Founded by Sandeep Patel, Dhrumin Patel and Ravi Patel in 2011, the firm, it claims, brings transparency and scalability in the highly unorganised waste management sector, benefiting bottom of the pyramid, improving resource efficiency and promoting “circular economy”.
Impact investors Aavishkaar and Asha Impact have recently announced an investment of Rs 440 million as part of the Series-B round of funding raised by Nepra. The company had earlier raised Rs 280 million from Aavishkaar in multiple tranches.
The company operates under the ‘Let’s Recycle’ brand.
“Nepra exemplifies the core investment philosophy of Aavishkaar where scale, sustainability and impact go hand-in-hand... We have been continuously investing in this company since 2013,” said Anurag Agrawal, partner, Aavishkaar Venture Management Services.
The waste management sector is plagued with poor segregation practices, which result in overfilling of landfills and loss of valuable recyclables, including paper, plastic, cardboard and glass.
“We have set-up a state-of-the-art mechanised material recovery facility (MRF) to seamlessly sort, segregate and perform value- addition on the procured waste. We leverage technology to help us straddle the entire waste value-chain,” said Sandeep Patel, also the CEO of Nepra.
Nepra offers scheduled waste collection services to its customers. The dry waste collected from its customers is taken to its MRF where it is segregated into paper, plastic, metal, glass, and other categories. Plastic is further segregated polymer wise and processed into lumps/granules which are then used to make various products like tarpaulin and irrigation pipes.
“Nepra has a processing capacity of 100 tonnes per day in Ahmedabad. It recovers almost 95 per cent of recyclables from the waste it collects. The balance 5 per cent is used towards energy recovery products, making Nepra an ideal partner for the Swachh Bharat Mission,” said the founder.
The company has more than 5,000 customers from whom it collects waste through 2,500 touch points. More than 1,800 waste pickers are registered with it. The company says it has brought in transparency in the collection and provides immediate and fair remuneration to waste pickers. It also procures waste from industries and commercial establishments.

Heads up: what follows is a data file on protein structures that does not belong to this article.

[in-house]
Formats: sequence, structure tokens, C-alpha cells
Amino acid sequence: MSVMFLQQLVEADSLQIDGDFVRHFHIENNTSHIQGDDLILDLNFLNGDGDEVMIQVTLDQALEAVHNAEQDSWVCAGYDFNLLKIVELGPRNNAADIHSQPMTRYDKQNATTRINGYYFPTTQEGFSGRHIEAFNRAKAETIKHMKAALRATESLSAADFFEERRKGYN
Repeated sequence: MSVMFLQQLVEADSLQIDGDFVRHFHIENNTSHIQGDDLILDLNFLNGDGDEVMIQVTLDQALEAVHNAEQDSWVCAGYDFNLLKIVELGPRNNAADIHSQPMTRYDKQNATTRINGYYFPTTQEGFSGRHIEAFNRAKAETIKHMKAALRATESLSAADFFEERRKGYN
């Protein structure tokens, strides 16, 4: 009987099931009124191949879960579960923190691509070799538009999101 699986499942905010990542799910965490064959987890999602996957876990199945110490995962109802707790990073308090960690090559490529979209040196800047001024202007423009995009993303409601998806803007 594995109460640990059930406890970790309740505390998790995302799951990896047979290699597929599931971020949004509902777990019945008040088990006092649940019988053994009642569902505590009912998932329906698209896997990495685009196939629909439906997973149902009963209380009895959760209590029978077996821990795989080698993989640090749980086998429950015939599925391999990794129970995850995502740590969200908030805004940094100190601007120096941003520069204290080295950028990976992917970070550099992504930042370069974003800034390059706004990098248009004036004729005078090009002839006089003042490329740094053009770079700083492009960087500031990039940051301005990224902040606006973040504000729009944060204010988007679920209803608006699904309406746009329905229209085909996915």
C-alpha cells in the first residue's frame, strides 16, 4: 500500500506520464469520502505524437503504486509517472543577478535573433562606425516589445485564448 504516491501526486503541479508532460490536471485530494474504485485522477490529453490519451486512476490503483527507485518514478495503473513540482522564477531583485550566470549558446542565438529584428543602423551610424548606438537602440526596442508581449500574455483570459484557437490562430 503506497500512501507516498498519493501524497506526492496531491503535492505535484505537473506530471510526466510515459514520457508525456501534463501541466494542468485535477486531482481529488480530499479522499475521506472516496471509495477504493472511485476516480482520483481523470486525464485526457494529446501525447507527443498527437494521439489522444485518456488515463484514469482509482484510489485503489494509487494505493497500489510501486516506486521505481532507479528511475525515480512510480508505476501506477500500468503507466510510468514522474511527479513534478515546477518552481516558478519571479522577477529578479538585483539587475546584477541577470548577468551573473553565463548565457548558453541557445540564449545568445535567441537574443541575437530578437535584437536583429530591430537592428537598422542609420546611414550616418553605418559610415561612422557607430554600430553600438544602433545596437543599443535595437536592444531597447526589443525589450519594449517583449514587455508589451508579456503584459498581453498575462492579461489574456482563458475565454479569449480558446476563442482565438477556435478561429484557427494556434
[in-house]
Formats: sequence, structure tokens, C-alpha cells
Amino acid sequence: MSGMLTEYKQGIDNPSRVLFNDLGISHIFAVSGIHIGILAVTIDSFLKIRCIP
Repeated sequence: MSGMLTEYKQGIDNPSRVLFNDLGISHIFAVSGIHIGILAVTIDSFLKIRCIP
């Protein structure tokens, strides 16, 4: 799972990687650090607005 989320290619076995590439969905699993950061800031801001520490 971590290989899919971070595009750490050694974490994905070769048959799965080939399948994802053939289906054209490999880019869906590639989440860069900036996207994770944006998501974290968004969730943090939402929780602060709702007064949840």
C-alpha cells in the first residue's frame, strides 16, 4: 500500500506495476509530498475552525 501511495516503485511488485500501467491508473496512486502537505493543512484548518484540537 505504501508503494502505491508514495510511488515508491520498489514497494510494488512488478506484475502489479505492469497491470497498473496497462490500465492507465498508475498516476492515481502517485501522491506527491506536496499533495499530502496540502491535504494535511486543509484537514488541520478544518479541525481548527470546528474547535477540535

Nepra co-founders (from left) Dhrumin Patel, Sandeep Patel and Ravi Patel; left: Nepra’s waste processing facility in Ahmedabad
According to the Central Pollution Control Board report (2012–13), municipal areas generate around 170,000 TPD (tonnes per day) of municipal solid waste.
The total waste generation in India is projected to increase from 62 million tonnes per year currently to about 165 million tonnes in 2030 and 436 million tonnes by 2050. Similarly, in terms of market size, by 2025, India’s waste management sector is expected to be worth $13.62 billion. This is where Nepra is seeing the opportunity.
Nepra, which is an Ebitda positive company, generates revenues from the sale of recyclables recovered by it.
The company plans to expand to three more cities, targeting Gujarat, Maharashtra, Rajasthan and Madhya Pradesh in FY19. It aims to reach 25 cities by 2025.
Nepra is targeting a top line of Rs 3 billion in 36 months and it had closed FY18 with a top line of Rs 310 million.
“Raising debt funds to part-finance our projects has been a challenge, given the size of our balance sheet. We expect to resolve this over the next 12 -18 months as we scale our operations,” said the co-founder said.
Country needs more such facilities : Amiya Kumar Sahu
Amiya Kumar Sahu, Founder & President, National Solid Waste Association Of India
I am aware of Nepra since its inception, and the entrepreneur, Sandip Patel, who has pioneered this type of solid waste management in India in a successful manner. Patel happens to be a member of our Association, the National Solid Waste Association Of India, Mumbai.
Nepra manages collection, segregation and recycling of dry solid waste in a professional manner to prove ‘circular economy’ of the waste, in which all the stakeholders are benefitted. Our country needs more such facilities and encouragement from the public sector to solve the problem of solid waste management.
Surprisingly, Nepra has not taken any financial support from the government. This project motivates young entrepreneurs, but it should be supported by all local self-bodies.